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RE: Lists in normative section

From: Gregg Vanderheiden <gv@trace.wisc.edu>
Date: Fri, 17 Jan 2003 15:39:21 -0600
To: w3c-wai-gl@w3.org
Message-id: <004601c2be70$f300b680$ac17a8c0@TOSHIBATABLET>

Hi Lee, Jason

Lee, I think you meant "informative" instead of "normative"  yes?
The SC are normative.

Jason, I agree that moving them to informative might lose them.
I think the phrasing you used though still sounds like a command or
recommendation.
How about make them into topics rather than recommendations

- sentence length and complexity
- number of ideas in sentences (1 is best)
- number of ideas in paragraphs (1 is best)
- use of jargon and other words that may not be familiar to readers of site.

Etc.



 
Gregg

 -- ------------------------------ 
Gregg C Vanderheiden Ph.D. 
Professor - Ind. Engr. & BioMed Engr.
Director - Trace R & D Center 
University of Wisconsin-Madison 


-----Original Message-----
From: w3c-wai-gl-request@w3.org [mailto:w3c-wai-gl-request@w3.org] On Behalf
Of Lee Roberts
Sent: Friday, January 17, 2003 2:04 PM
To: jasonw@ariel.ucs.unimelb.edu.au; 'Web Content Guidelines'
Subject: RE: Lists in normative section


I was just thinking if we might go with a generalization instead of
specifics for the success criteria and then put the specifics in the
normative.

Example:
Level 1: 
SC: Write clearly and simply.
Normative:  1) One thought per sentence.
		2) One thought per paragraph.
		3) No double-negatives.

We might be able to apply this concept and it still be testable.

Just my two-cents.

Lee


-----Original Message-----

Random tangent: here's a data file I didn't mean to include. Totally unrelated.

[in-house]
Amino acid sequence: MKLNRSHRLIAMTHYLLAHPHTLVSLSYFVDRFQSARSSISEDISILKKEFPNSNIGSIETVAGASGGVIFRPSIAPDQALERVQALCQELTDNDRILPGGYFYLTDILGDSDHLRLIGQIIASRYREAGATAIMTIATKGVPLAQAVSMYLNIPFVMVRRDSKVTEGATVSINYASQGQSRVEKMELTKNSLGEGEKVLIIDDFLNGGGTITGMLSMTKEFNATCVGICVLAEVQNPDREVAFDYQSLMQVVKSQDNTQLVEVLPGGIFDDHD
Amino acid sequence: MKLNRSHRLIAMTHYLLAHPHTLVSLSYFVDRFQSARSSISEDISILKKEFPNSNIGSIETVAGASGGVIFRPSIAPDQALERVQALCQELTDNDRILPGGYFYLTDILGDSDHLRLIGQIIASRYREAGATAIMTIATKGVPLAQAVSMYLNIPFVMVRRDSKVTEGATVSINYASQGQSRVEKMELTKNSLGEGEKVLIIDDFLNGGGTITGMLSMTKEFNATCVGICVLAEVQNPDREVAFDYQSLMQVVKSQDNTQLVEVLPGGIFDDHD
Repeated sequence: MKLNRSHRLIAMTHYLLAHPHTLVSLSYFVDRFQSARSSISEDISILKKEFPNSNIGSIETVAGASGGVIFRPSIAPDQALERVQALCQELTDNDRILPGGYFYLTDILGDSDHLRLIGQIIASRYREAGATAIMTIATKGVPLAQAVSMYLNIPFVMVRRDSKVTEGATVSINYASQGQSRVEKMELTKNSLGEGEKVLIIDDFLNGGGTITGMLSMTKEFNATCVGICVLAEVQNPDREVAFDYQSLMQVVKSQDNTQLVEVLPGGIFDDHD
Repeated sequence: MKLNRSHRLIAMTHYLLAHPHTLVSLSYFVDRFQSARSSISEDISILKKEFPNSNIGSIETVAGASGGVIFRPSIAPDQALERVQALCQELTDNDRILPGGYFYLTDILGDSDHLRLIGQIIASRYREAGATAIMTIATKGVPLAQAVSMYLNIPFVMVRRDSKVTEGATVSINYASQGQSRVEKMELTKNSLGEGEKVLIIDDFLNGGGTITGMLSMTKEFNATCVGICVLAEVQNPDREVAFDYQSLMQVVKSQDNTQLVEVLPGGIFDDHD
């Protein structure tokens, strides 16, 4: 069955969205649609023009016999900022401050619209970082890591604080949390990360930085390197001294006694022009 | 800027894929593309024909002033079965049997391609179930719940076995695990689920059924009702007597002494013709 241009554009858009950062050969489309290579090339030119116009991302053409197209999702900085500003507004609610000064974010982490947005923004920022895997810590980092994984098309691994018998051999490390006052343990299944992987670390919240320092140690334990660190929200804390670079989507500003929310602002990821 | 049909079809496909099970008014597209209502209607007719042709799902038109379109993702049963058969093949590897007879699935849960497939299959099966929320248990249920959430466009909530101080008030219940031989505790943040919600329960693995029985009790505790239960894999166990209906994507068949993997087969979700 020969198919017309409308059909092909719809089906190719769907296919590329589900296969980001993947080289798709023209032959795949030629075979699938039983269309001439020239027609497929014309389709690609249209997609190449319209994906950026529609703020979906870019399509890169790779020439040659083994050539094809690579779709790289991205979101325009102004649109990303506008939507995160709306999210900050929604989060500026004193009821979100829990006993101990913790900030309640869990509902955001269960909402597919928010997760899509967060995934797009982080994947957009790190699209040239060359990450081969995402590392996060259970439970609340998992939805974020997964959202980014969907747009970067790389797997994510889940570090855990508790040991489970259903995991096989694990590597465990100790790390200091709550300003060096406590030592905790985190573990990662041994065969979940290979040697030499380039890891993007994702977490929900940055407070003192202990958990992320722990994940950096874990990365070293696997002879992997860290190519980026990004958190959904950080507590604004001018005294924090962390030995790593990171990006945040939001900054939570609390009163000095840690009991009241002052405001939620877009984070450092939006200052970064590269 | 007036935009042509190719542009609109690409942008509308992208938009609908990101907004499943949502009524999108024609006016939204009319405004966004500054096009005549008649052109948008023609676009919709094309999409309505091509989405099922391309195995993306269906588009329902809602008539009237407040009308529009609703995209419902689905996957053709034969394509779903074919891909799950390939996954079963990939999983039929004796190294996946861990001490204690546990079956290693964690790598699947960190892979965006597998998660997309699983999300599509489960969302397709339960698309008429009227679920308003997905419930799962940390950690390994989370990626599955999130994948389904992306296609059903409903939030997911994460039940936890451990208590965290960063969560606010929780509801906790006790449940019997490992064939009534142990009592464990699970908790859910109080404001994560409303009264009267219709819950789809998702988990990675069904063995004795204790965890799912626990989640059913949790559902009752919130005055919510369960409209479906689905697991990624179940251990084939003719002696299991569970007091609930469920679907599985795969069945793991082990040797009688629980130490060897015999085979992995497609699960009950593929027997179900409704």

From: w3c-wai-gl-request@w3.org [mailto:w3c-wai-gl-request@w3.org] On
Behalf Of Jason White
Sent: Friday, January 17, 2003 12:50 AM
To: Web Content Guidelines
Subject: Re: Lists in normative section



A quick clarification to my previous message to correct a poorly written
sentence: I think we should decide which of the two potential
misinterpretations Gregg identified is worse, write the guidelines in
such a way as to avoid this misinterpretation while still allowing the
other, then do our best to militate against the latter misinterpretation
so far as possible.

Of course if someone contrives a proposal that avoids both
misinterpretations/misapplications of the guidelines we should accept
it. My opinion at present is that I would rather include the "items to
be considered" in reviews directly under the review requirements
themselves, in the success criteria, rather than in separate "additional
ideas" sections. This doesn't change the substance of the review
requirements: the ultimate test is still whether a review was conducted.
Rather it simply inserts the list of desiderata directly into the text
of the success criteria that establish the requirements for a review.
Received on Friday, 17 January 2003 16:39:50 GMT

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